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Alabama resists racist Cabinet nominee

Alabama resists racist Cabinet nominee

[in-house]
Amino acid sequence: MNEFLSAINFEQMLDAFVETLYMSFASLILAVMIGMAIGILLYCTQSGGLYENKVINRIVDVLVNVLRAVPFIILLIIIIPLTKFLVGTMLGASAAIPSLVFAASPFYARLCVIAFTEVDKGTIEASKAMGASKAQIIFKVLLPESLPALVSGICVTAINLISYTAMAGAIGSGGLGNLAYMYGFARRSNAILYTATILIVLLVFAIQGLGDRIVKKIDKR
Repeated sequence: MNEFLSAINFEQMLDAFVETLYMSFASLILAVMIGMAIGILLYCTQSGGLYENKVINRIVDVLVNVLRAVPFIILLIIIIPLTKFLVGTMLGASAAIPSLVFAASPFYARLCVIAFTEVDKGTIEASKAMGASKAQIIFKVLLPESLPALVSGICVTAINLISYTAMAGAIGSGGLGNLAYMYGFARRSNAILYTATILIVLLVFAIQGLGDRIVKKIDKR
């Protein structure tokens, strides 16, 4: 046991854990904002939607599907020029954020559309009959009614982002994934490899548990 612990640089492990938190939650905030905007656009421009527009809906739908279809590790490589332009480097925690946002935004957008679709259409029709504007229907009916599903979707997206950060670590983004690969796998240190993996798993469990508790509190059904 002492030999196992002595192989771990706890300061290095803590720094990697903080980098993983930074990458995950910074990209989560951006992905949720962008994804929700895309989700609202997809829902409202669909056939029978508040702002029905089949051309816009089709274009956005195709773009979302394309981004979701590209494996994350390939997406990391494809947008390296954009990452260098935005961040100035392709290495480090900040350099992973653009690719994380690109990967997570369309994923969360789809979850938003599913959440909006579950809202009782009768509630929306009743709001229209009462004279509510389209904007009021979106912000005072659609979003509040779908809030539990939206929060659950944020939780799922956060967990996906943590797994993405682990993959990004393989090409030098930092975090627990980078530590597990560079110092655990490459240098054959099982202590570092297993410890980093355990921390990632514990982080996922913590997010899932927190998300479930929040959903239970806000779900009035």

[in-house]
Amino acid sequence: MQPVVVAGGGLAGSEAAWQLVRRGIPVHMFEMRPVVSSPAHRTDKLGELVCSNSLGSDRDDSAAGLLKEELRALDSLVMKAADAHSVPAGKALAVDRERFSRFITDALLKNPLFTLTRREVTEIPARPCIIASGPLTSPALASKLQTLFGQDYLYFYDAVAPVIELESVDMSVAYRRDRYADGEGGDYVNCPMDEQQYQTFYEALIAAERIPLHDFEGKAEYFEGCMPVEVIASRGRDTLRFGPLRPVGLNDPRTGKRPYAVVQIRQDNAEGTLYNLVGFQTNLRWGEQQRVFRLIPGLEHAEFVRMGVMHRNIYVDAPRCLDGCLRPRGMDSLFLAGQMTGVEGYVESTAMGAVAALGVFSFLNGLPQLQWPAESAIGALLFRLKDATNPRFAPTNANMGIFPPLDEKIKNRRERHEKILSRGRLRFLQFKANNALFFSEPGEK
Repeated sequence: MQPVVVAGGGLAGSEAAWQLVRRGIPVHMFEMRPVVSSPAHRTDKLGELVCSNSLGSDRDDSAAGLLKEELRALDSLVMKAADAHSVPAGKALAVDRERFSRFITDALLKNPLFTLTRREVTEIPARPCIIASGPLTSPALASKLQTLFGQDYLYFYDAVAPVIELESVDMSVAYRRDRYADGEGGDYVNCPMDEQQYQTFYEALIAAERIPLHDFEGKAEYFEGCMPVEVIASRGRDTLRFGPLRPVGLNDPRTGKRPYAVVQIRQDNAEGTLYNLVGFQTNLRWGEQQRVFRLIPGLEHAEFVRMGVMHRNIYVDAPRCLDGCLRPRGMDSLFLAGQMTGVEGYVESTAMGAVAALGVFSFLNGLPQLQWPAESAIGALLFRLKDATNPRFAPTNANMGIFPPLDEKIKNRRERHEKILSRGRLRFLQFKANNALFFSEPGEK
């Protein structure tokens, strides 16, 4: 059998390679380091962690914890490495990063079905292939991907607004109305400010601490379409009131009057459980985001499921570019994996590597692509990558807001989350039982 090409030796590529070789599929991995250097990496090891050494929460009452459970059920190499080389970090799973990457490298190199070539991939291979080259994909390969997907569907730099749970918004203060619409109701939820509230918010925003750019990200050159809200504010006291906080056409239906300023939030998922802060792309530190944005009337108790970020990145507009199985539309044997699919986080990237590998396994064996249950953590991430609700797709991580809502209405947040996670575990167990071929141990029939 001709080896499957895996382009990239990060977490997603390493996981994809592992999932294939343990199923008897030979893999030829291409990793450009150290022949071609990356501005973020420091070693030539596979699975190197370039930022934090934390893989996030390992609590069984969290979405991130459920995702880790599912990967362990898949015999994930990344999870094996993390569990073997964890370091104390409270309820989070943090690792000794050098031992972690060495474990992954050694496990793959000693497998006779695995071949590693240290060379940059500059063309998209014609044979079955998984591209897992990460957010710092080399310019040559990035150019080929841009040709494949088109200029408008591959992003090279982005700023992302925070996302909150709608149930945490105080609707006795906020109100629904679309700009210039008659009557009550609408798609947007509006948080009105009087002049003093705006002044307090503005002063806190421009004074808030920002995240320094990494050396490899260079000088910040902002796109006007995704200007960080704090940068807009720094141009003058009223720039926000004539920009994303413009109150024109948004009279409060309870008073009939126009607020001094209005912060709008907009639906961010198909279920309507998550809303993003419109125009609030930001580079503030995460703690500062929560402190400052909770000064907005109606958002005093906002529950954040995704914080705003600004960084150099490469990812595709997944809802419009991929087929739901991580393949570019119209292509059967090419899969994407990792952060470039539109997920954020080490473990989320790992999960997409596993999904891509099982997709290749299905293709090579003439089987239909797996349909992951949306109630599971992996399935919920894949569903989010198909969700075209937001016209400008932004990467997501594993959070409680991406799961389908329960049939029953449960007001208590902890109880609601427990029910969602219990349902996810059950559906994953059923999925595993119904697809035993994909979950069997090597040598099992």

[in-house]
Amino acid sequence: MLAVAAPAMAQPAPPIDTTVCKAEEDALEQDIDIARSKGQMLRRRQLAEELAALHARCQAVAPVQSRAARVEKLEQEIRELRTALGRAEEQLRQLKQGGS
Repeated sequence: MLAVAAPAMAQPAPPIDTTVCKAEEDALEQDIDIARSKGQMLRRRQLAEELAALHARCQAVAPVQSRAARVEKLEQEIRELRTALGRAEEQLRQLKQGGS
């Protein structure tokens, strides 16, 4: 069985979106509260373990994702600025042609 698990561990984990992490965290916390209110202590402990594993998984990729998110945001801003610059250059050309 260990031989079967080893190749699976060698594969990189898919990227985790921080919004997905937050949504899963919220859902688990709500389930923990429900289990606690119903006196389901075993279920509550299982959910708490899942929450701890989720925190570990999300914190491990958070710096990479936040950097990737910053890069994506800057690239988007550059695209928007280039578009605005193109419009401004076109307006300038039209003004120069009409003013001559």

first_imgAlabama occupiers at Sessions’ Mobile, Ala., office.Two dozen members of the Alabama NAACP occupied the office of U.S. Sen. Jeff Sessions in Mobile, Ala., on Jan. 3. Protests were also held at other Sessions’ offices in Alabama. The NAACP actions kicked off resistance to the far-right-wing Cabinet proposed by president-elect Donald Trump.Sessions, the Republican senator nominated to be U.S. Attorney General, was rejected for a 1986 federal judgeship when former Justice Department colleagues testified to his racist comments and behavior when serving as U.S. district attorney in Mobile.His comments included calling the NAACP “un-American,” the Ku Klux Klan “OK” and stating that a white lawyer defending Black clients “betrayed his race.” (New York Times, Jan. 8)During the occupation, six African-American and white protesters were arrested, including Cornell William Brooks, national NAACP president, who said the occupation was “an act of civil disobedience standing in the tradition of Rosa Parks.”Bernard Simelton, Alabama NAACP president also arrested, stated the group would have acted even if Sessions had never made his statements. “He has not been a champion for civil and human rights.”This is an understatement about the political record and beliefs of Jefferson Beauregard Sessions III, named like his father and grandfather for Jefferson Davis, president of the Confederate slavocracy, and P.G.T. Beauregard, a Confederate general.Heinous segregationist historyBorn in Selma, Sessions was educated at then-segregated, all-white Wilcox County High School and all-white Huntingdon College. Wilcox County, with 72 percent African-American population, is still the poorest county in Alabama because of the economic consequences of enslavement and apartheid-like conditions that persist.Sessions has continued to hold to segregationist patterns, including hostility to the 1965 Voting Rights Act prohibiting racial discrimination at the polls, which he called as “an intrusive piece of legislation.”In 2013 a Supreme Court decision nixed a core provision requiring Justice Department approval to change election laws in places with discriminatory histories. In the Times article, Sessions called that “good news … for the South.” That meant in coded language “good for the white South.”Sessions’ attack on African-American voting rights was most dramatically revealed in his 1985 prosecution, as U.S. District Attorney, of the “Marion Three.” These were Black community activists tried for so-called “ballot-fixing.”One activist, Albert Turner, had been an adviser to Dr. Martin Luther King Jr. and one of the Selma marchers attacked by state troopers. Sessions’ case fell apart in trial as voter after voter testified to the activists’ innocence.Sessions has fought to keep additional state money from going to schools in poor districts. He has supported reviving chain gangs of Alabama prisoners. He has declared same-sex marriage a threat to “American” culture and gone to court to deny funding to LGBTQ student groups. He revealed his anti-woman bias when he said that Donald Trump’s videotaped boasts of sexual assault were not technically illegal.Sessions is OK with the Christian nationalist bias of an Alabama judge who illegally posted the Ten Commandments in his courtroom. Sessions is also OK with Trump “building a wall” against Latinx immigration and banning Muslims from entered the U.S.In 2015, Sessions was chosen as annual Keeper of the Flame by the Center for Security Policy, a Washington, D.C., think tank promoting anti-Muslim conspiracy theories.Wayne Flynt, professor emeritus in Auburn University’s Department of History, has followed Sessions’ career for decades. Flynt says, “His whole life, [Sessions] has been on the wrong side of every issue.” Senate hearings on nomination of Sessions to supervise “justice” as U.S. Attorney General began Jan. 9. (NY Times, Jan. 9)FacebookTwitterWhatsAppEmailPrintMoreShare thisFacebookTwitterWhatsAppEmailPrintMoreShare thislast_img read more